|Type:||Trad, Alpine, 3300'|
|Original:||YDS: 5.6 French: 4c Ewbanks: 14 UIAA: V ZA: 12 British: S 4b [details]|
|Submitted By:||kenr on Jul 30, 2014|
|WHITNEY PORTAL ROAD CONSTRUCTION MORE INFO >>>|
|Comments on NNW Ridge direct||Add Comment|
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Jul 31, 2014
I tried this as a solo climb on a day when the weather did not invite anything harder or longer. I'd seen a report that the traverse over Little Lakes Peak to Mt Morgan had pretty views. I assumed that meant starting with the SW ridge of LLPk, which is also mentioned in the Moynier+Fiddler book. I check in the Secor book and it mentioned that the NW ridge was enjoyable. That would make it a shorter loop to fit the weather forecast, so that's that I chose.
The trail and off-trail hiking approach was mostly pleasant and pretty, as I expected for Rock Creek. I got onto the ridge at its low north end, imagining that the hiking would continue until I reached the steep section closer to the summit. Surprise was that the interesting climbing on a narrow rock ridge with gendarme challenges started much lower while the uphill angle was still gentle.
I kept thinking I must soon be reaching an easy section, but the interesting moves were pretty sustained. Except one gendarme in the lower section, I didn't look for easier moves off to the side, because I enjoy working out fun move on a narrow ridge. Still I felt like I'd had plenty when I reached the summit. I went down the NE ridge toward Mt Morgan, and the difficulty continued sustained (including a remarkable little tower near the LLPk-MtMorgan col.
Here I decided I was getting tired from too many climbing moves, so I abandoned my plan to climb Mt Morgan, and instead descended a talus gully to the NW. Felt some sprinkles while finding my way back to the trail and soon to the parking.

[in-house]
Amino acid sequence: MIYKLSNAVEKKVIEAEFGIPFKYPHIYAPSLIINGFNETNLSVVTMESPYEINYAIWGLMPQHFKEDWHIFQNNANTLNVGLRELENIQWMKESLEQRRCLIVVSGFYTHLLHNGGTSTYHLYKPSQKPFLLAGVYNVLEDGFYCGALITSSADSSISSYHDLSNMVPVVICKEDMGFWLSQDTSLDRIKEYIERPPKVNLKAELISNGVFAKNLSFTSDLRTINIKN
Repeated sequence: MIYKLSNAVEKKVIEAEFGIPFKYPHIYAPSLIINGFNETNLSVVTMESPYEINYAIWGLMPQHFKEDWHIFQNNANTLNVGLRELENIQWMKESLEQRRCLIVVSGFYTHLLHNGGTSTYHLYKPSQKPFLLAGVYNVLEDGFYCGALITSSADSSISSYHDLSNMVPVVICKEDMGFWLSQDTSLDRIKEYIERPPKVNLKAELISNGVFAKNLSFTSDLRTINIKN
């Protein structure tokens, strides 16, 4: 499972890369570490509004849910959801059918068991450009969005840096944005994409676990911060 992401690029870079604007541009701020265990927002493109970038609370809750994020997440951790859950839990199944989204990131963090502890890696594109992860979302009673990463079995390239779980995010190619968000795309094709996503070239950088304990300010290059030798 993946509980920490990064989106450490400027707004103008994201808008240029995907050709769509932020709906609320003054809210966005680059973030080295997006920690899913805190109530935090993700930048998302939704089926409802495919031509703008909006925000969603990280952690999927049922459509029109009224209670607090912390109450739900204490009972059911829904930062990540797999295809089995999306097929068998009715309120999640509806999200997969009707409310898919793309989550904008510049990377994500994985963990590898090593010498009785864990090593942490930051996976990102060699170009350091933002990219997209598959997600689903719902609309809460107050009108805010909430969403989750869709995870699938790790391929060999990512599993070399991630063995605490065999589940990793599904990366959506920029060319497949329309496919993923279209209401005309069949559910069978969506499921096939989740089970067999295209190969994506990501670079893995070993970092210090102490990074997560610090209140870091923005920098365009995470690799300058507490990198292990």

I will do it again - (maybe next time I'll have the time and endurance to add Mt Morgan).
By Tyler Wick
From: Bishop, CA
Jun 22, 2015
rating: Easy 5th 1+ 3 I 5 M 1c
This route isn't worthy of comparisons to N Ridge of Conness. Not even close in terms of rock quality or position. Very few sections of solid rock, mostly stacked blocks and talus. Many of the notches between the gendarmes were just scary, loose talus piles. The best rock and climbing came after the NW ridge merged with the SW ridge close to the summit.
I planned on traversing to Morgan from the summit, but the ridge and scramble to the summit just looked like more loose talus. I dropped down the south face of LLP instead, and... surprise! More unconsolidated, loose baseball/basketball sized talus. It's probably better to just go on over to Morgan.
The route is an adventure for sure, just don't expect quality rock or much quality climbing.
FWIW, I walked past the SW ridge on the way out and the rock looked much better on that side of the peak.
Jul 4, 2015
Thanks to Tyler's commeents, I made some changes to the main route description abovs.
Thanks to Tyler also for the suggestion of trying the SW ridge. I went back in July 2015 and tried the upper parts (but not the lower section which had the more compact rock visible from the hiking trail.
And thanks for a different perspective on the NNW Ridge (especially in comparison with Mt Conness North ridge, which used to be mentioned more in the older version of the route description above). Likely it does have more loose rock than the N ridge of Mt Conness. And does not have such a dramatic "position" on a macro scale.
Quality of climbing I see as a matter of taste: I really enjoy scrambling on Sierra ridgetop fractured granite. Of course some of that is going to be loose - (maybe lots of it) - so part of the "game" is being experienced at judging what's not loose, and knowing how to move carefully on different degrees of looseness. If you don't like that game, then be grateful for getting Tyler's perspective in advance - (and he's correct to warn that the SW ridge of Mt Morgan above looks like more of the same).
I guess part of enjoying a fractured ridgetop is focusing on the good stuff and ignoring/forgetting the non-good. If the interruptions of continuity just bother you, then again be grateful for Tyler's perspective in advance.
My perspective is that while Little Lakes NNW Ridge may indeed have more bad rock than Conness N ridge -- but by seeking out the good stuff, I get to enjoy more good fun moves in total -- and for less work than Conness. (My view is that the way lots of parties climb many of the sections of Conness N ridge is somewhat boring.)
From a micro perspective the "position" of many sections of Little Lakes NNW is plenty exciting: narrow arete with serious exposure on one or both sides. The way many parties climb Conness N ridge, in many sections they avoid the exciting crest, and so miss out on really appreciating its macro "position" - (but I really do enjoy Conness N ridge the way I choose to climb it).